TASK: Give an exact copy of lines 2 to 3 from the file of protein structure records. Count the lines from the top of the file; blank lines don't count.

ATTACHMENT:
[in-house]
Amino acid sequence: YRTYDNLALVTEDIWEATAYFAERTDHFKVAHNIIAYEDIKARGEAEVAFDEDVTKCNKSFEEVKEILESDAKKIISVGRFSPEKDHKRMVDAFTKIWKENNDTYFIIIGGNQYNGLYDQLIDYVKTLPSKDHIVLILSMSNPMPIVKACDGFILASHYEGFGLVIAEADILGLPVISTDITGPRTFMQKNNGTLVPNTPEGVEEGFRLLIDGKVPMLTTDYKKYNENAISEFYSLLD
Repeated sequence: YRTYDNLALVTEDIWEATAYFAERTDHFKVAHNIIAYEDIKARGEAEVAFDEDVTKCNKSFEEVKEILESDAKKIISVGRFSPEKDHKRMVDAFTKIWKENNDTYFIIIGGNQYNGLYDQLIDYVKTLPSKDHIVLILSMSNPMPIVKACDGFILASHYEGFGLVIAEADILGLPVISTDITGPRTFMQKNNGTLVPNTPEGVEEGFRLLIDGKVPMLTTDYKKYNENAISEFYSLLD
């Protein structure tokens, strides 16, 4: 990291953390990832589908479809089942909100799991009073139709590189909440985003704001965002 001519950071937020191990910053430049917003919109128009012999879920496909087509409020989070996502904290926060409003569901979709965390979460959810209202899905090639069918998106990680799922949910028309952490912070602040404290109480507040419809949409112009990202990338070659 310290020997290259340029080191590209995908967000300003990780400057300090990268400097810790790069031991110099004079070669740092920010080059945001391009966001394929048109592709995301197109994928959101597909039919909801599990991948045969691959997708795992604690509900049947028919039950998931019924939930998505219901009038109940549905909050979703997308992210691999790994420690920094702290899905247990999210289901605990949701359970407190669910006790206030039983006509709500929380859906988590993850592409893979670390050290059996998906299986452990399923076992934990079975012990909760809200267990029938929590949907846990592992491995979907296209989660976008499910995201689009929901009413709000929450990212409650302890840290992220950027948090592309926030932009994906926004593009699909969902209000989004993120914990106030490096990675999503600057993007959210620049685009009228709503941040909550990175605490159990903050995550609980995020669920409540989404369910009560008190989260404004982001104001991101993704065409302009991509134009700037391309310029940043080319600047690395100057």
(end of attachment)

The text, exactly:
Amino acid sequence: YRTYDNLALVTEDIWEATAYFAERTDHFKVAHNIIAYEDIKARGEAEVAFDEDVTKCNKSFEEVKEILESDAKKIISVGRFSPEKDHKRMVDAFTKIWKENNDTYFIIIGGNQYNGLYDQLIDYVKTLPSKDHIVLILSMSNPMPIVKACDGFILASHYEGFGLVIAEADILGLPVISTDITGPRTFMQKNNGTLVPNTPEGVEEGFRLLIDGKVPMLTTDYKKYNENAISEFYSLLD
Repeated sequence: YRTYDNLALVTEDIWEATAYFAERTDHFKVAHNIIAYEDIKARGEAEVAFDEDVTKCNKSFEEVKEILESDAKKIISVGRFSPEKDHKRMVDAFTKIWKENNDTYFIIIGGNQYNGLYDQLIDYVKTLPSKDHIVLILSMSNPMPIVKACDGFILASHYEGFGLVIAEADILGLPVISTDITGPRTFMQKNNGTLVPNTPEGVEEGFRLLIDGKVPMLTTDYKKYNENAISEFYSLLD